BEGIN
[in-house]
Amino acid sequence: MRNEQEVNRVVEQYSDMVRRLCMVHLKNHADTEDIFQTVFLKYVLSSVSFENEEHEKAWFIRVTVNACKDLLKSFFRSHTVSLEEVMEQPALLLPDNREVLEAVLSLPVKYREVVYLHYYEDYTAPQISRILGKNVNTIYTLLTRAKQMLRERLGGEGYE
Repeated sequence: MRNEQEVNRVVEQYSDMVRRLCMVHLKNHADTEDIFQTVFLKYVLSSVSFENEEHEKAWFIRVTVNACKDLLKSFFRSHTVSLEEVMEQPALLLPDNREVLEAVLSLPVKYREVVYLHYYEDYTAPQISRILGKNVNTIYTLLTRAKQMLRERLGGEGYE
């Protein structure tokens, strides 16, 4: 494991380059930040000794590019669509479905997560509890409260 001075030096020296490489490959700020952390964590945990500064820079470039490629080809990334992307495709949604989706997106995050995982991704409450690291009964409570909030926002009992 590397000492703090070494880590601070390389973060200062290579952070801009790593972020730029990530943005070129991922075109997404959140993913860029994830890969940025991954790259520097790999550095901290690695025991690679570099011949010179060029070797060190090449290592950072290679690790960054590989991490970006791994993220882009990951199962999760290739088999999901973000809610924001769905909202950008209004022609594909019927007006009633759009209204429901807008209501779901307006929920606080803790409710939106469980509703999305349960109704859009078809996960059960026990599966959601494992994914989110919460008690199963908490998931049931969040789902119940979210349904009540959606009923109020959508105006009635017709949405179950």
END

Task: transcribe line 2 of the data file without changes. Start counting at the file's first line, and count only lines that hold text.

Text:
Amino acid sequence: MRNEQEVNRVVEQYSDMVRRLCMVHLKNHADTEDIFQTVFLKYVLSSVSFENEEHEKAWFIRVTVNACKDLLKSFFRSHTVSLEEVMEQPALLLPDNREVLEAVLSLPVKYREVVYLHYYEDYTAPQISRILGKNVNTIYTLLTRAKQMLRERLGGEGYE